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Ferguson Protesters Anxiously Await Grand Jury Decision


And now let's bring in NPR's Shereen Meraji. She's outside the police station in Ferguson where protesters have been gathering throughout the evening. Shereen, describe the scene right now.

SHEREEN MARISOL MERAJI, BYLINE: Hey, Ari. There is a formidable crowd here. I'm standing right now in the parking lot of a tire and wheel store, and in front of me is a pretty big crowd of protesters with signs, and there's a barricade in front of them separating the protesters from, oh, a good two dozen police. There's police in riot gear. There's St. Louis County police. There's Ferguson police. So we've got protesters, barricades, and on the other side of the barricades are police. And protesters are yelling in their bullhorn, black lives matter. Come out from behind the gates and stand with us. And there's some tension in the air.

SHAPIRO: The crowd has been growing all evening. We are now at the moment that we expect to hear from the grand jury. Have things changed as we approach this crucial hour of the night?

MERAJI: Actually, yes they have. There's some hip-hop in the background right now. That was not happening earlier. And a lot of the chanting actually ahs died down a little bit. It seems like people are just waiting to hear exactly what the decision is so they can make their next move, whatever that may be.

SHAPIRO: And Shereen, we've heard from the mayor of St. Louis, the governor of Missouri - what do you hear from the protesters? Are they urging peace, defiance - what's their sentiment?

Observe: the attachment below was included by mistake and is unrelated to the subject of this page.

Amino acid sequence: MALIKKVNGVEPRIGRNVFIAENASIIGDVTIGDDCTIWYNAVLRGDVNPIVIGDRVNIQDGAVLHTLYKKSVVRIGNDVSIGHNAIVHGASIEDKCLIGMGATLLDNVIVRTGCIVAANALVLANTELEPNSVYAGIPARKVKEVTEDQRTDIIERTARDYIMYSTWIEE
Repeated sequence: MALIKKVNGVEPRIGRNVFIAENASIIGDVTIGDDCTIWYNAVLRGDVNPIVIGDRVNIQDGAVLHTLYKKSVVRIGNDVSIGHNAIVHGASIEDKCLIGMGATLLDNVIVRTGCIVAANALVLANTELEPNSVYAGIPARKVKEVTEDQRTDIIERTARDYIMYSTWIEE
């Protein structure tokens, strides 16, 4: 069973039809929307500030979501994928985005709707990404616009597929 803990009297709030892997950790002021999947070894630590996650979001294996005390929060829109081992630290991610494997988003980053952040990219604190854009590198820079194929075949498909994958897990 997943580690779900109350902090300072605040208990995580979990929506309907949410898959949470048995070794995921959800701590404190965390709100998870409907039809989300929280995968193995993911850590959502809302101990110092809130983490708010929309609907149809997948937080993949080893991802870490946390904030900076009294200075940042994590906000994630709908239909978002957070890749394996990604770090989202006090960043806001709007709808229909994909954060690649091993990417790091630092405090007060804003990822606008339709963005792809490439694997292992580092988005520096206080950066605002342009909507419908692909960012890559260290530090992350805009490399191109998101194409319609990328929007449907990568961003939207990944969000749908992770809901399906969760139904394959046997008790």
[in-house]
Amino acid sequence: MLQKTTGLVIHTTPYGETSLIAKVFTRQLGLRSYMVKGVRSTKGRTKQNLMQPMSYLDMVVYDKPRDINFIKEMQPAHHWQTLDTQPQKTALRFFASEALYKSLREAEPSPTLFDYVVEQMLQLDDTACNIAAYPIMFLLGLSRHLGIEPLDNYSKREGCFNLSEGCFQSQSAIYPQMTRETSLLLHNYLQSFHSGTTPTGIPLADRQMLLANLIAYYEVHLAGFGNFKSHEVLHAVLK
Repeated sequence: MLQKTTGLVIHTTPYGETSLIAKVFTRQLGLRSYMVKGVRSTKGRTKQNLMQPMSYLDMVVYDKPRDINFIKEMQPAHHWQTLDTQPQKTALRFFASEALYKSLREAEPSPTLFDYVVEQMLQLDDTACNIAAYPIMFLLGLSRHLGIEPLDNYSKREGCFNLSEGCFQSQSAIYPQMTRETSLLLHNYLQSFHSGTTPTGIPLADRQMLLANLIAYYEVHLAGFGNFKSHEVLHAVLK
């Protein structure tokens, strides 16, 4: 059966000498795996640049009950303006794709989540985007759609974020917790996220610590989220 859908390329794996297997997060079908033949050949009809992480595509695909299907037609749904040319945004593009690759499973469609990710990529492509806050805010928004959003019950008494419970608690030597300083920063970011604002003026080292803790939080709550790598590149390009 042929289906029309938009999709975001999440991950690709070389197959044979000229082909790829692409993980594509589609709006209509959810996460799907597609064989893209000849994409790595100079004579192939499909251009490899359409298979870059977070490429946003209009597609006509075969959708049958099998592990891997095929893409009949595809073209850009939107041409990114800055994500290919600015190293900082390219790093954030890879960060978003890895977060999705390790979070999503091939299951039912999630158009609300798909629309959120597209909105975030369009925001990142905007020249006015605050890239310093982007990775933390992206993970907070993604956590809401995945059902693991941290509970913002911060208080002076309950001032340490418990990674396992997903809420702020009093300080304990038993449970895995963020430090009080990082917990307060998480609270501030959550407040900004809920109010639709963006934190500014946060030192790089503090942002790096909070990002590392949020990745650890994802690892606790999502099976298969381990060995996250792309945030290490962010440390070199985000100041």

MERAJI: Well, first of all, so many of the people I talked to in this crowd told me we know what's up. We know what's going on. There isn't going to be an indictment, and we're out here to say that's not fair and we want real justice. So that's what I've heard from almost everybody that I've talked to out in this crowd. They're saying they're going to be peaceful. Everyone that I've talked to says they're going to be peaceful. They're worried about what law enforcement is going to do.


Shereen, we heard from the governor, as Ari mentioned. What's been the response from the protesters about the preparations leading into this? There's been such tremendous buildup.

MERAJI: Well, the feeling that I'm getting from the people that I've spoken to is why did this take so long? Why haven't we had an answer before this? And, you know - and also, we know why we haven't had an answer - because you're not going to indict. That's the feeling that I've been hearing, and that's why you have so much law enforcement out.

CORNISH: We want to remind people we are still awaiting news of what that decision from the grand jury will be. That's NPR's Shereen Meraji outside the police station in Ferguson. Shereen, thanks so much.

MERAJI: Thanks, Audie. Transcript provided by NPR, Copyright NPR.

Shereen Marisol Meraji is the co-host and senior producer of NPR's Code Switch podcast. She didn't grow up listening to public radio in the back seat of her parent's car. She grew up in a Puerto Rican and Iranian home where no one spoke in hushed tones, and where the rhythms and cadences of life inspired her story pitches and storytelling style. She's an award-winning journalist and founding member of the pre-eminent podcast about race and identity in America, NPR's Code Switch. When she's not telling stories that help us better understand the people we share this planet with, she's dancing salsa, baking brownies or kicking around a soccer ball.